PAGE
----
Neville is right: Maguire is f**ked and that really is fine

Editor F365
Harry Maguire reacts after being sent off

Harry Maguire has dealt with some huge changes recently. Couple that with the mental challenges of football and of course he needs a break.


Quite often, Gary Neville gets it right. Whatever you may think of the man – self-righteous blow-hard or champion of the socialist cause; slave to his own biases or loyal defender of his pals – you must admit that he usually sees things with a cold clarity that others in his profession simply don’t. Whereas some deal in soundbites, in gif-ready outbursts of microwaveable moodiness, GNev is usually able to put his thoughts forward in a cogent argument, with reasons and solutions and such. And while some choose to do hilarious impressions of an “embarrassing” man, Neville opts to look at things a little more probingly.

Take his comments last week on Harry Maguire. Maguire has, by all accounts, been awful. His positional play has been horrendous, in possession he’s been slack and indecisive, and he’s been no leader for this United side of late. With all of that added to some bizarre remarks in front of the media, you could even state a pretty convincing case that, yes, he has, in fact, been embarrassing.

Yet that is not how Neville sees it. Citing as evidence his own struggles after France ’98, his fourth summer in succession involved in international tournament football, Neville believes that Maguire is suffering from burn out. It is this, he claims, that explains the poor form; it is this that explains the ear-cupping-sticking nonsense.

Burn out. Right. So far, so vague. However, what Neville said next really does shed some much-needed light on the situation, and on the human existence of one such as Maguire. Perhaps not wishing to be presumptuous – as someone, as far as we are aware, unqualified to make a clinical diagnosis – Neville indirectly suggested that this burn out is of the mind, not the body. Relating Maguire’s issues to his own, he spoke of the infamous game against Vasco da Gama in which two sloppy back-passes “lost [United] a World Club Championship” and led to a loss confidence that culminated in him “seeing a psychologist”.

To Neville, it seems, Maguire is a man in need of assistance, not admonishment.

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And good grief, isn’t he just? When you think about it, it’s ridiculously obvious. Over the past few years, Maguire has gone from mucking about with Hull City to becoming the most expensive defender in history, being forced to justify a fee that, crucially, he did not actually personally negotiate. Chuck into the mixer the Ascension of Slabhead in 2018, as he rode his inflatable unicorn all the way to national hero status, only for the dream to die so miserably in Moscow. And then add a global pandemic. And then that night in Mykonos, after which he was found guilty of aggravated assault, resisting arrest and attempted bribery – convictions against which he is still yet to appear in court to appeal. Then the subsequent slump in form last season. Picking himself back up again. The pre-Euros injury. Picking himself back up again. The agonising trauma of England very nearly almost actually finally winning something. Which I, for one, am still f***ing livid about.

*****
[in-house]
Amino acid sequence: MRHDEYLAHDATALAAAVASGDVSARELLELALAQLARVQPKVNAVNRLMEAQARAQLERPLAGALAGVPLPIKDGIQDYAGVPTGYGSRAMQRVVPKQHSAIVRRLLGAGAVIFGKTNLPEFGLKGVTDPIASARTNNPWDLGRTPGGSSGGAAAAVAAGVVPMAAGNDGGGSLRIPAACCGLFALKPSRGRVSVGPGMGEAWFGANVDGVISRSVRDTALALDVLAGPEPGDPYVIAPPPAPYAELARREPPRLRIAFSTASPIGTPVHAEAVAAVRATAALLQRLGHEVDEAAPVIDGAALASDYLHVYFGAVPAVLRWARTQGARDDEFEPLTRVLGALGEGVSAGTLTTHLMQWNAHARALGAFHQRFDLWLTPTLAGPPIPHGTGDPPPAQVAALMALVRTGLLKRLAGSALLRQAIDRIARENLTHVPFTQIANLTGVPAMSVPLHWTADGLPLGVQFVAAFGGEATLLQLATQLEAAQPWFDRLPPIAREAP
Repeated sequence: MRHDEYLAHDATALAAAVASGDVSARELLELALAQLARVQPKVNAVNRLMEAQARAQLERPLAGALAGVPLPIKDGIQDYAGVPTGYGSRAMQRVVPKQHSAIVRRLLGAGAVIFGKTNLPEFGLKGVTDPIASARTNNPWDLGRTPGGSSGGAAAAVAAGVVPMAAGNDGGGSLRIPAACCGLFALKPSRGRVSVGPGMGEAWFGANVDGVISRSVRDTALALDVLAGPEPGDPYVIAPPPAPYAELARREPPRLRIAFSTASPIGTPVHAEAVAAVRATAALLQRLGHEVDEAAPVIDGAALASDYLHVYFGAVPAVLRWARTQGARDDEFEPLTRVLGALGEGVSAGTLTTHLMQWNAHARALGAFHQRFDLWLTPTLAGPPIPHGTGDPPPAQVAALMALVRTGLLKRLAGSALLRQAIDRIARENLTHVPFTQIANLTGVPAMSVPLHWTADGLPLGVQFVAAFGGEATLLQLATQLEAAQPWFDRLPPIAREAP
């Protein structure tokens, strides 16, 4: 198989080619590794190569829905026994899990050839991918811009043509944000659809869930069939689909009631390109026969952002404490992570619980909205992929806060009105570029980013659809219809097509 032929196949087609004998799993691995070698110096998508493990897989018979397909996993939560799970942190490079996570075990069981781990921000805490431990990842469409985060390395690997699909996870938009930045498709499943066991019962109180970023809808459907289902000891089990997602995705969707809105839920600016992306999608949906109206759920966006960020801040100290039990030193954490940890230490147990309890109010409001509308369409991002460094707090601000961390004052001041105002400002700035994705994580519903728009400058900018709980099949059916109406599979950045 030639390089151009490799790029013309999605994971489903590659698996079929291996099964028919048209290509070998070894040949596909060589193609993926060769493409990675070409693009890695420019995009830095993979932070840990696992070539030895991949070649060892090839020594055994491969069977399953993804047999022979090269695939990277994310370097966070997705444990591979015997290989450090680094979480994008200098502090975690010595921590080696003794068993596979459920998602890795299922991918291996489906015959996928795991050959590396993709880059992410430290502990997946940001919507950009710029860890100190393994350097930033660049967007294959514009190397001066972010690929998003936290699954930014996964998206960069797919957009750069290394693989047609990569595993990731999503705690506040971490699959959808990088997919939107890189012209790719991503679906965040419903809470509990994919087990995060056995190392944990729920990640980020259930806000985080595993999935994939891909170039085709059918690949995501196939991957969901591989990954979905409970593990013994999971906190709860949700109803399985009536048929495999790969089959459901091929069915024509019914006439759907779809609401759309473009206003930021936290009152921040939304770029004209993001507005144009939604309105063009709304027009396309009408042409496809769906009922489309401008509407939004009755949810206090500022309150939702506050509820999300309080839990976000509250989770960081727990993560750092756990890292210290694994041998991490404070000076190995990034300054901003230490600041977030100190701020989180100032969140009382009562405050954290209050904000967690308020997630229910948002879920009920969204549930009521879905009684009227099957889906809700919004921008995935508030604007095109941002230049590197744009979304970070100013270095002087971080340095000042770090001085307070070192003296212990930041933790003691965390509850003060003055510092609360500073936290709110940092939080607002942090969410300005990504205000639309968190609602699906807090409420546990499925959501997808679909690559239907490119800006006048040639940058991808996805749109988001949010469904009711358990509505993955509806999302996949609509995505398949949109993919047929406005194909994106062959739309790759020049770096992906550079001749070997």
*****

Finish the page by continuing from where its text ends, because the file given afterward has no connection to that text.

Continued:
It really is such an incessant churn of ups and downs. The ups higher and the downs deeper with each wild oscillation, and the amount of fortitude and resilience and mental energy needed to manage them, all growing accordingly. Seeing Maguire heave himself from the Vicarage Road turf on Saturday, the lack of emotion as he got his marching orders and threw the skipper’s armband to the floor in the direction of Bruno Fernandes, low-fiving his doomed manager with all the vim of an aged sealion, you couldn’t escape the impression that he may well have run dry.

With all that on his plate, of course he bloody has. We don’t get to be surprised. We – whose mornings are ruined by soggy Cornflakes, whose whole weekends hinge on blokes running around on some grass, and who are (let’s face it) quite shit at work almost every single Monday – should be able to see things for what they are. Maguire is clearly a bloke who has been through a lot and is now struggling to perform. We really shouldn’t require Gary Neville as our spiritual guide here.

And neither should Michael Carrick, or Darren Fletcher, or whoever it is that takes the reins from the previous interim manager, in the interim until the new interim manager is appointed. As those who have had front-row seats to the rise and fall (ad nauseum) of Maguire, they should be well placed enough to recognise the patent fact that he desperately needs a break.

There is a necessary tendency in football to champion mental toughness. You only need look at the way former pros wear their playing-through-the-pain comments as a badge of honour, the way the game speaks of mind games and first tackles and good attitudes, to know that it is a sport played as much in the head as the body. There remains the distinct likelihood that Maguire will be encouraged to front up, show some resolve and battle on through.

However, there is also a tendency for managers to tell us that footballers are only human; Solskjaer himself, in his final media duties as boss, explained the ineptitude of his players in these exact terms. Maybe we have heard them so often that we no longer listen, the words robbed of their meaning by semantic satiation, but this notion retains a fundamental truth. They are human, and as such are beholden to the basic fact that sometimes, the mental toughness that football so prizes is impossible.

This, it seems, is exactly where Maguire is. GNev – that unlikely guardian of the English vernacular – has told us as much, in clear and concise language. Carrick and co. would do well to hear him.

Ed Capstick – follow him on Twitter